War or Peace for Finland? Neoclassical Realist Case Study of Finnish Foreign Policy in the Context of the Anti-Bolshevik Intervention in Russia 1918 – 1920
MONONEN, JUHA (2009)
Kansainvälinen politiikka - International Relations
Yhteiskuntatieteellinen tiedekunta - Faculty of Social Sciences
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This thesis studies Finnish foreign policy decision making between the years 1918 - 1920 in the context of the Allied and Associated Powers intervention in the Russian Civil War. The selected case study is analyzed through two theoretical frameworks: John Herz's idealist-realist distinction of political thought and Randall L. Schweller's balance-of-interest theory. The former is used to analyze the interplay of power and ideology in international politics; the latter to study statesmen perceptions of power and interests of state actors.
The selected research method is a case study operationalized as a theoretically informed historical narrative. The first part of the thesis presents the international context of the intervention with a focus on the Great War, great power politics and Winston Chuchill's anti-communism. The second part analyzes Finnish foreign policy decision making in detail. The narrative is centered on the first President of the Finnish Republic K. J. Ståhlberg and his non-interventionist reasoning. The counterfactual is provided by an analysis of the interventionist politics of C. G. E. Mannerheim. The concluding chapter presents an overview of Finland's strategic choices and forwards a new narrative for Finnish foreign policy.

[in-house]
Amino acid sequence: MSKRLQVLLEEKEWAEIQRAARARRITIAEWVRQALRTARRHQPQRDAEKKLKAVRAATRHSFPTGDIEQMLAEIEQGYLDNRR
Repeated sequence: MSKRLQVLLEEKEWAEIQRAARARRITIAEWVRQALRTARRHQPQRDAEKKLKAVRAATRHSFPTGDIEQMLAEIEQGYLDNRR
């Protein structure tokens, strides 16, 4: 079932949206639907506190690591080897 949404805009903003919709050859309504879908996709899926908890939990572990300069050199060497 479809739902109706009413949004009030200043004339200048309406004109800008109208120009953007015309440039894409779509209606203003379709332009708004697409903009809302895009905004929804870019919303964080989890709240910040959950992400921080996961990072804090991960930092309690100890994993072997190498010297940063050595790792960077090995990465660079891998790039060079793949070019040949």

The question for Finnish foreign policy during the first years of the Republic was: war or peace for Finland? Under the leadership of Ståhlberg, Finland chose peace over war. Ståhlberg's vision was based on his conviction that military forces should be defence forces. Ståhlberg - the father of the end of history for Finland - created a realist liberal foreign policy tradition that was anchored in a belief of liberal democracy as the best form of human government valuing internal evolutionist development over international ambition. Ståhlberg's vision was powered by liberal optimism heralding that political freedom renders future wars unnecessary. This belief in transcendencing crude power politics eschews the cyclical tragedy of international politics.
Finland, foreign policy, K. J. Ståhlberg, liberalism, neoclassical realism, peace, war